However, the biggest change is in tone: I to III present an epic fantasy story, full of wizard-like Jedi, intricate galactic politics, and ancient prophecies; by contrast, A New Hope is straight-up action/adventure, far more concerned with gunfights, tricky situations, exciting dogfights, and amusing banter than with whether the President has been granted too much executive power. It’s all the better for it — even without glossy CGI and choreographed lightsaber duels, this is by far the most fun film so far.
If anyone’s only seen the prequels they may be baffled why so many people love Star Wars. This is the answer.
The Empire Strikes Back
1980 / 2004 | Irvin Kershner | DVD
There are a variety of elements in the series’ penultimate film that have a very different impact in light of what we’ve experienced in the first trilogy. The most obvious is the revelation that Vader is Luke’s father: it’s no longer a twist, of course, but the emotional impact on Luke still makes it an important moment. Yoda’s line, “There is another”, is less mysterious, as is Luke’s ability to telepathically alert Leia near the end. Thank God their kiss is only a brief moment of humour though!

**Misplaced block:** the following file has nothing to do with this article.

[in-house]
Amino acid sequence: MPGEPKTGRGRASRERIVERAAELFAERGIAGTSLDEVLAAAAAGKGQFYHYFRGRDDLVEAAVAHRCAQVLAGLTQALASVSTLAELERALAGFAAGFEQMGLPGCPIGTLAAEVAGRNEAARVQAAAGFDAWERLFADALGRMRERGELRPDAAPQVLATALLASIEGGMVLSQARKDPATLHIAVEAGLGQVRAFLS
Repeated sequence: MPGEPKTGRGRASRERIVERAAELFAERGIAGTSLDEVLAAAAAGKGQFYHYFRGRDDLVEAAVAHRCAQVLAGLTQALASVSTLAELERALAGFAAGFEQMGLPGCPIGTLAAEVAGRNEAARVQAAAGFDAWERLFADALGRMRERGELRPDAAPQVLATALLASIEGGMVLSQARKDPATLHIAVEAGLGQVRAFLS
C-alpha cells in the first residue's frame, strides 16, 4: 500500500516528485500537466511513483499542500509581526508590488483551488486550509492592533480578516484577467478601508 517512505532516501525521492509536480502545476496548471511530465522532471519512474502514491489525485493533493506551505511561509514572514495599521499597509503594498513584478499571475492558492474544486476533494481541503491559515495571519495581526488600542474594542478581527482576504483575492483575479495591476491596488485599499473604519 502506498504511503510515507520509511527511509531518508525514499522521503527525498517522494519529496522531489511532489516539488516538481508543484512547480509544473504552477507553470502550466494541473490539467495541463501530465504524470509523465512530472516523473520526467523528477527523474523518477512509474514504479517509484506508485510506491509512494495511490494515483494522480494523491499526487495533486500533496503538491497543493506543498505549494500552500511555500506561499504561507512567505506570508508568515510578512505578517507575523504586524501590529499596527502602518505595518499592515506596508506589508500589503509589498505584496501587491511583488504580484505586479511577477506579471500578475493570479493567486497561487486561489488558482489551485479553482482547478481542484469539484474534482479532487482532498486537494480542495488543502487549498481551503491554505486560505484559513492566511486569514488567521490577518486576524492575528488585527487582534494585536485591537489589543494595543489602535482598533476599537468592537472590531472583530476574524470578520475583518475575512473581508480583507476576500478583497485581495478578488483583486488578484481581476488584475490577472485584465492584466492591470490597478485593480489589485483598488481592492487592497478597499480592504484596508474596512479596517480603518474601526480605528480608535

Speaking of Yoda, he seems to have gone a little loopy after several decades alone on Dagobah; the odd little green puppet is quite far removed from the wise old CGI sage we’ve seen before. His first mention (by a ‘hallucination’ of Obi-Wan) is also far less mysterious considering we know who Yoda is.
The film finds itself lacking in the lightsaber duel department — after the long, complex fights of the prequels, the Luke/Vader duel looks decidedly weak; though, at the end of it, Vader exhibits characteristics which are very reminiscent of Anakin in Revenge of the Sith. Also, Han and Leia’s burgeoning romance is infinitely more believable than Anakin and Padme’s in only a fraction of the screen time.